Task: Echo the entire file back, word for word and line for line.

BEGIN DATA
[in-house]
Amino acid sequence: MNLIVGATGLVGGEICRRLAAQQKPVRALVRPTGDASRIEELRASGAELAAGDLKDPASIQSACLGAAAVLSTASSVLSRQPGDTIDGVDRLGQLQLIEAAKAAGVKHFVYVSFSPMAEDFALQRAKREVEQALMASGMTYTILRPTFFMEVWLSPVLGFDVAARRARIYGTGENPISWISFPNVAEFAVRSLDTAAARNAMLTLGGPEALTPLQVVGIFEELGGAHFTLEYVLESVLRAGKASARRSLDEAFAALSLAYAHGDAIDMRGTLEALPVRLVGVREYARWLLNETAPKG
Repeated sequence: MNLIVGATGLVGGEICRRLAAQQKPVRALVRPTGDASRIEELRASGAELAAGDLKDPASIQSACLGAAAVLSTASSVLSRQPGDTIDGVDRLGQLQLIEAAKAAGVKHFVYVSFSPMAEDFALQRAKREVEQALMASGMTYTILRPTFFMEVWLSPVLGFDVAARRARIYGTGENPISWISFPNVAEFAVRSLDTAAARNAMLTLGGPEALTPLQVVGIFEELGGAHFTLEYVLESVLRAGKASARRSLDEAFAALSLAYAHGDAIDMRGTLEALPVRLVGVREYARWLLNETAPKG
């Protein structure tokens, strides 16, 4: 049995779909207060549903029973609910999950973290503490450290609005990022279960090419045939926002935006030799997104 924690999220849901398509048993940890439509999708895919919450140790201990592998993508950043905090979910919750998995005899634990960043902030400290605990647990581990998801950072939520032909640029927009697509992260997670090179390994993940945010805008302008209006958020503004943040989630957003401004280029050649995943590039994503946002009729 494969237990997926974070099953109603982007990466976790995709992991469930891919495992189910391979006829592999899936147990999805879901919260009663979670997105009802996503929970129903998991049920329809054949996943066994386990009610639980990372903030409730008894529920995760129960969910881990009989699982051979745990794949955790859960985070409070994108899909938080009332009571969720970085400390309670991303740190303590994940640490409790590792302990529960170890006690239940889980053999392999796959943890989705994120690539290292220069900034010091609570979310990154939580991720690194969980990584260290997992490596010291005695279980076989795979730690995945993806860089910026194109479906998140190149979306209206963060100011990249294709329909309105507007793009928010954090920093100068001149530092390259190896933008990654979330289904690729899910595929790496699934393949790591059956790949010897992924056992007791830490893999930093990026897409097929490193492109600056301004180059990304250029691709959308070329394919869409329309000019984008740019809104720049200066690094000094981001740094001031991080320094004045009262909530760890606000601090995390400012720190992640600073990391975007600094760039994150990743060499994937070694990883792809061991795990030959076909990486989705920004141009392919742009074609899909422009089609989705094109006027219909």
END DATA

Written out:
[in-house]
Amino acid sequence: MNLIVGATGLVGGEICRRLAAQQKPVRALVRPTGDASRIEELRASGAELAAGDLKDPASIQSACLGAAAVLSTASSVLSRQPGDTIDGVDRLGQLQLIEAAKAAGVKHFVYVSFSPMAEDFALQRAKREVEQALMASGMTYTILRPTFFMEVWLSPVLGFDVAARRARIYGTGENPISWISFPNVAEFAVRSLDTAAARNAMLTLGGPEALTPLQVVGIFEELGGAHFTLEYVLESVLRAGKASARRSLDEAFAALSLAYAHGDAIDMRGTLEALPVRLVGVREYARWLLNETAPKG
Repeated sequence: MNLIVGATGLVGGEICRRLAAQQKPVRALVRPTGDASRIEELRASGAELAAGDLKDPASIQSACLGAAAVLSTASSVLSRQPGDTIDGVDRLGQLQLIEAAKAAGVKHFVYVSFSPMAEDFALQRAKREVEQALMASGMTYTILRPTFFMEVWLSPVLGFDVAARRARIYGTGENPISWISFPNVAEFAVRSLDTAAARNAMLTLGGPEALTPLQVVGIFEELGGAHFTLEYVLESVLRAGKASARRSLDEAFAALSLAYAHGDAIDMRGTLEALPVRLVGVREYARWLLNETAPKG
């Protein structure tokens, strides 16, 4: 049995779909207060549903029973609910999950973290503490450290609005990022279960090419045939926002935006030799997104 924690999220849901398509048993940890439509999708895919919450140790201990592998993508950043905090979910919750998995005899634990960043902030400290605990647990581990998801950072939520032909640029927009697509992260997670090179390994993940945010805008302008209006958020503004943040989630957003401004280029050649995943590039994503946002009729 494969237990997926974070099953109603982007990466976790995709992991469930891919495992189910391979006829592999899936147990999805879901919260009663979670997105009802996503929970129903998991049920329809054949996943066994386990009610639980990372903030409730008894529920995760129960969910881990009989699982051979745990794949955790859960985070409070994108899909938080009332009571969720970085400390309670991303740190303590994940640490409790590792302990529960170890006690239940889980053999392999796959943890989705994120690539290292220069900034010091609570979310990154939580991720690194969980990584260290997992490596010291005695279980076989795979730690995945993806860089910026194109479906998140190149979306209206963060100011990249294709329909309105507007793009928010954090920093100068001149530092390259190896933008990654979330289904690729899910595929790496699934393949790591059956790949010897992924056992007791830490893999930093990026897409097929490193492109600056301004180059990304250029691709959308070329394919869409329309000019984008740019809104720049200066690094000094981001740094001031991080320094004045009262909530760890606000601090995390400012720190992640600073990391975007600094760039994150990743060499994937070694990883792809061991795990030959076909990486989705920004141009392919742009074609899909422009089609989705094109006027219909």